It’s almost a bit ridiculous that it’s come to this: trained clinicians having to ‘prescribe’ play to parents to encourage proper development. Yet, that’s what the newest report from the American Academy of Pediatricians does — encourages pediatricians and clinicians to recommend ‘play’ as a routine part of a child’s well-checks.
The American Academy of Pediatricians (AAP) just released a report that highlights play as being an essential part of healthy child development. The report encourages parents to ensure their children get enough playtime, but recommends educators do so as well in their teaching methodology.
In the report, renowned clinicians claim that play is not just a frivolous activity, but one that enhances the structure and function of developing brains, as well as promotes executive function skills that are pivotal for school success.
Additionally, the report warns of the dangers of taking play away from children, particularly in learning situations, as the absence of safe and stable relationships and play in a child’s life can lead to toxic stress disrupting their executive functioning development. Play makes a big difference in how children learn prosocial behavior. It also affects how they handle other childhood adversities.
The report details that the definition of ‘play’ may be broad, but says the consensus agreement tends to highlight it as an intrinsically motivated activity that incorporates active engagement and rewards with joyful discovery. According to clinicians, play is voluntary, fun and often spontaneous, and those children given opportunities for lots of play develop better executive functioning skills, which directly relate to school readiness, according to research.
The report lists that not only is play pivotal for school readiness, but for appropriate brain development as well. The researchers cited neuroscientist and psychologist Jaak Panksepp who suggests that play is one of seven innate emotional systems in the midbrain. Research in animals shows that play leads to changes in the brain at the molecular, cellular and behavioral levels, and these, in turn, promote better learning and prosocial behaviors.
The report also detailed the optimal situations for children to learn best, based on brain research. They support environments where children are engaged in age-appropriate activities that include guidance and conversation, not drills or rote memorization. Because of their understanding of early brain development, they believe that learning is best when facilitated by a child’s intrinsic motivation in play rather than extrinsic motivations like test scores.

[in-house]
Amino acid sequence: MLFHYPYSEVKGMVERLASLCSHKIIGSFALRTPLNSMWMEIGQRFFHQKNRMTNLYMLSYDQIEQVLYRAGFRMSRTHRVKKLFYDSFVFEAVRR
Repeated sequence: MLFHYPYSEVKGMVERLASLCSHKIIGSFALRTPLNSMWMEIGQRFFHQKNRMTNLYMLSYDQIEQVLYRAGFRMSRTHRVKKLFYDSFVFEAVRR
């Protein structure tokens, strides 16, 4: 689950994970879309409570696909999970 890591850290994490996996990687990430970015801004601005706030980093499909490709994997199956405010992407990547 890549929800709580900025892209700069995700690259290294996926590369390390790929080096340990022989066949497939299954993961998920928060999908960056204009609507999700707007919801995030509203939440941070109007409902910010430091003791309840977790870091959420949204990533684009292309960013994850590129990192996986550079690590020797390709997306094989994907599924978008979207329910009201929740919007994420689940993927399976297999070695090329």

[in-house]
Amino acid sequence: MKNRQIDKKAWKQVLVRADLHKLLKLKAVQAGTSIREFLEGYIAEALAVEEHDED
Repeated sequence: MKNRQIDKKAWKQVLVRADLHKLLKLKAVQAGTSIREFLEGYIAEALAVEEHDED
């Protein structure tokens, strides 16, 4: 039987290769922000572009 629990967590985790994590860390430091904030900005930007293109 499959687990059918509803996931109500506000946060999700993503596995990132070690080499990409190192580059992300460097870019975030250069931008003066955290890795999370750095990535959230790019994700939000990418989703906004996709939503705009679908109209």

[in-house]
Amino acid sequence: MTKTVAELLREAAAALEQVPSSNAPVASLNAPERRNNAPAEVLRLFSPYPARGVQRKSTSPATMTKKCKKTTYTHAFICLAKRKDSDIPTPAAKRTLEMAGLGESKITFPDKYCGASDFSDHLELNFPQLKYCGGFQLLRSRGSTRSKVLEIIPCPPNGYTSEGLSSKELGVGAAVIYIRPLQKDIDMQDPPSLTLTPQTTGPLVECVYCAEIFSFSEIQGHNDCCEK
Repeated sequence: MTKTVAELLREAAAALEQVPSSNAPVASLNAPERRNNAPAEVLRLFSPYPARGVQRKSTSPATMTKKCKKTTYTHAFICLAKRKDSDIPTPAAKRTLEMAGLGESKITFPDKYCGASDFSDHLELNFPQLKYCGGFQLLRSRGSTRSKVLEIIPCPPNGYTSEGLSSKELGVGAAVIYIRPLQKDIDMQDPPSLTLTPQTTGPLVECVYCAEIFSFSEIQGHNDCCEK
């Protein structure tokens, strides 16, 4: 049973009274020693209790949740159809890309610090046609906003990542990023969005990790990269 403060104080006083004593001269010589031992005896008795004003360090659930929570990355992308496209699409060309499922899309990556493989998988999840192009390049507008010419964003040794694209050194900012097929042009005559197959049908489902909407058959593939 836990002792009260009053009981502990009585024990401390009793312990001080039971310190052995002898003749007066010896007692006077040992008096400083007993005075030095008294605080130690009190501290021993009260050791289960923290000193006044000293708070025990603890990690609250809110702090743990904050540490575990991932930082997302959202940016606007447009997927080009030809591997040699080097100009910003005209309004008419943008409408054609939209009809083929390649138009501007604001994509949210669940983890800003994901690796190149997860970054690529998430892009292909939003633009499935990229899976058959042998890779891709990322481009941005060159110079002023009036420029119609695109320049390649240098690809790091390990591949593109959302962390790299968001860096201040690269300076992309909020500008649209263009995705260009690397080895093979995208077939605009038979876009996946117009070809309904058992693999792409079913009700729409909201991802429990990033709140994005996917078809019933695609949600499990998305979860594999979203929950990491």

Further, they believe that environments in which children feel safe and stable, and encouraged by their teacher, are ones that will be best suited for the child to learn. According to the researchers, they believe this environment is needed to promote resiliency in children and done through free and guided play.
The report lists recommendations for pediatricians to share with parents. These recommendations include: advocating for maintaining unstructured play time for children (recess and/or physical education) as well as advocating for preschool curriculum and educators that focus on learning through play rather than programs that support didactic learning.
So what does all this mean for parents? For teachers?
Well, as a parent and former early education teacher, it’s not news. As we’ve developed the ability to watch the way the brain works and learns in the last several years, we’ve begun to understand this more. Still, traditional legislation that believes higher test scores mean better learning exist, and in that, teachers’ and often parents’ hands are forced into insisting on ridiculously developmentally inappropriate standards for children and measurements of their ‘learning.’
Hopefully, though, the trend is changing, as this report by some of the country’s most acclaimed academians and clinicians agree that our children are suffering because we’re losing the focus on play. For many years, I’ve said that our education system has been trading gold for sand as we’ve insisted that ‘Your Baby Can Read!’ and kids were delayed if they weren’t reading in Kindergarten.
I believe Mr. Rogers said it best when he said that play was serious learning for children. And now, with this report, maybe more parents will feel empowered when it comes to advocating for what’s best for their children’s brains. It’s not earlier learning of sounds and letters, more homework and developmentally inappropriate standards that kids may meet, but at a great cost in other neural developments.
It’s simple — play more! Let your child play more. Doctors’ orders!
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